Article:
Sheveluch erupts ash up to 10 km (33 000 feet), Aviation Color Code Red

Sheveluch erupts ash up to 10 km (33 000 feet), Aviation Color Code Red

Yet another powerful eruption occurred at Russia's Sheveluch volcano at 07:05 UTC on May 16, 2017. The eruption sent ash up to 10 km (33 000) above sea level, according to the Tokyo VAAC.

KVERT reported the eruption was accompanied by pyroclastic flows, producing ash which rose up to 3.5 - 4 km (11 500 - 13 123 feet) above sea level.

At 07:20 UTC, ash plume/cloud was extending 36 km (22 miles) northeast of the volcano. By 07:30 UTC, ash cloud was reaching an altitude of 10 km (33 000 feet) above sea level and was moving east at 65 km/h (40 mph).

Following the eruption, KVERT raised the Aviation Color Code from Orange to Red. "Explosive-extrusive eruption of the volcano continues," it said. "Ash explosions up to 8 - 10 km (26 200 - 32 800 feet) a.s.l. could occur at any time. Ongoing activity could affect international and low-flying aircraft".

Today's eruption is comparable to that of May 11, when explosions that started at 14:40 UTC sent ash up to 9 - 10 km (33 000 feet) above sea level. At the time, 115 x 70 km (71 - 43 miles) ash clouds drifted northwest of the volcano.

Geological summary

The high, isolated massif of Sheveluch volcano (also spelled Shiveluch) rises above the lowlands NNE of the Kliuchevskaya volcano group. The 1 300 cu km (311.9 cu miles) volcano is one of Kamchatka's largest and most active volcanic structures. The summit of roughly 65 000-year-old Stary Shiveluch is truncated by a broad 9-km-wide late-Pleistocene (5.6 miles) caldera breached to the south. Many lava domes dot its outer flanks. The Molodoy Shiveluch lava-dome complex was constructed during the Holocene within the large horseshoe-shaped caldera; Holocene lava dome extrusion also took place on the flanks of Stary Shiveluch.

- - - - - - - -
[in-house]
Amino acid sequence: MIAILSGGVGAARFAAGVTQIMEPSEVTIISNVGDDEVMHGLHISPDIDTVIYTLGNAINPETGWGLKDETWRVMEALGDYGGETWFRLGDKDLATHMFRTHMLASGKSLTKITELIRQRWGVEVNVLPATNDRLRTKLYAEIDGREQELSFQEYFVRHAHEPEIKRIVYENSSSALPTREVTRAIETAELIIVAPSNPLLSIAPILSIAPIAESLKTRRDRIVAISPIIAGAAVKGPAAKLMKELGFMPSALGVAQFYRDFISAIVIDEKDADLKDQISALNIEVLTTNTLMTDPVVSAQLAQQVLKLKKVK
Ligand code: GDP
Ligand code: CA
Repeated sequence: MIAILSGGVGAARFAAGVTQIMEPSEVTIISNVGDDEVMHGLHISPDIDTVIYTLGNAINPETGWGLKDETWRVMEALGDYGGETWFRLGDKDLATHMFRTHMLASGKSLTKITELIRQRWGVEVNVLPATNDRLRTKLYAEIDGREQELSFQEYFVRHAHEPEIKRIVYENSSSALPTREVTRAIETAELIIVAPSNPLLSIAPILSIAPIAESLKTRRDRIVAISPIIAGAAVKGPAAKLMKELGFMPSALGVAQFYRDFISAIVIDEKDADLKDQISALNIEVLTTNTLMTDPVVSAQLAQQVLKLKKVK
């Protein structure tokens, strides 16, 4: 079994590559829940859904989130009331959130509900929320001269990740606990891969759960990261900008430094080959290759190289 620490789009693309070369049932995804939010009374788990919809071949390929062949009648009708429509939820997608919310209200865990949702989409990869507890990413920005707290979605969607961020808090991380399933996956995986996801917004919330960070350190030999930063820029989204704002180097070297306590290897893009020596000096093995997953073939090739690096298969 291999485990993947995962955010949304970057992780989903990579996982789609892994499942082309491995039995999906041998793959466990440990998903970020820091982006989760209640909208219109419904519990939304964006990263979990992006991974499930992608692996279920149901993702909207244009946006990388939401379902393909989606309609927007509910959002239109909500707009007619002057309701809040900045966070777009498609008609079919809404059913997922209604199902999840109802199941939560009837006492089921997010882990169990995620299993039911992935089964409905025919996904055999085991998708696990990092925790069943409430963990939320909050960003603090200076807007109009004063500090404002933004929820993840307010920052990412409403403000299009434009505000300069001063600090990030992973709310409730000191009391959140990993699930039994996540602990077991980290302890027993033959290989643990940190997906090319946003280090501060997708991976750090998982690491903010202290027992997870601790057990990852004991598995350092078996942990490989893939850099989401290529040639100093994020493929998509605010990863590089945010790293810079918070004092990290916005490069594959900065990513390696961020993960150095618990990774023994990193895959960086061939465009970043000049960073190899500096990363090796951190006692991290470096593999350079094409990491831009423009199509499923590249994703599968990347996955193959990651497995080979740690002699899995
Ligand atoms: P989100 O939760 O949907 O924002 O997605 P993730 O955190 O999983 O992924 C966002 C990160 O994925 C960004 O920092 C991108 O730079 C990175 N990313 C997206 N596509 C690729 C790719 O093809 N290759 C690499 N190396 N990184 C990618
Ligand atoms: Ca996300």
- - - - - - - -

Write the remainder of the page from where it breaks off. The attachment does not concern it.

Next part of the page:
At least 60 large eruptions have occurred during the Holocene, making it the most vigorous andesitic volcano of the Kuril-Kamchatka arc. Widespread tephra layers from these eruptions have provided valuable time markers for dating volcanic events in Kamchatka. Frequent collapses of dome complexes, most recently in 1964, have produced debris avalanches whose deposits cover much of the floor of the breached caldera. (GVP)

Featured image: Sheveluch erupting on May 14, 2017. Credit: KVERT

Comments

Bill H 4 months ago

33K feet... over 6.2 miles... over 10 kilometers. That could affect global weather. It should help check some effects by man made global climate change.

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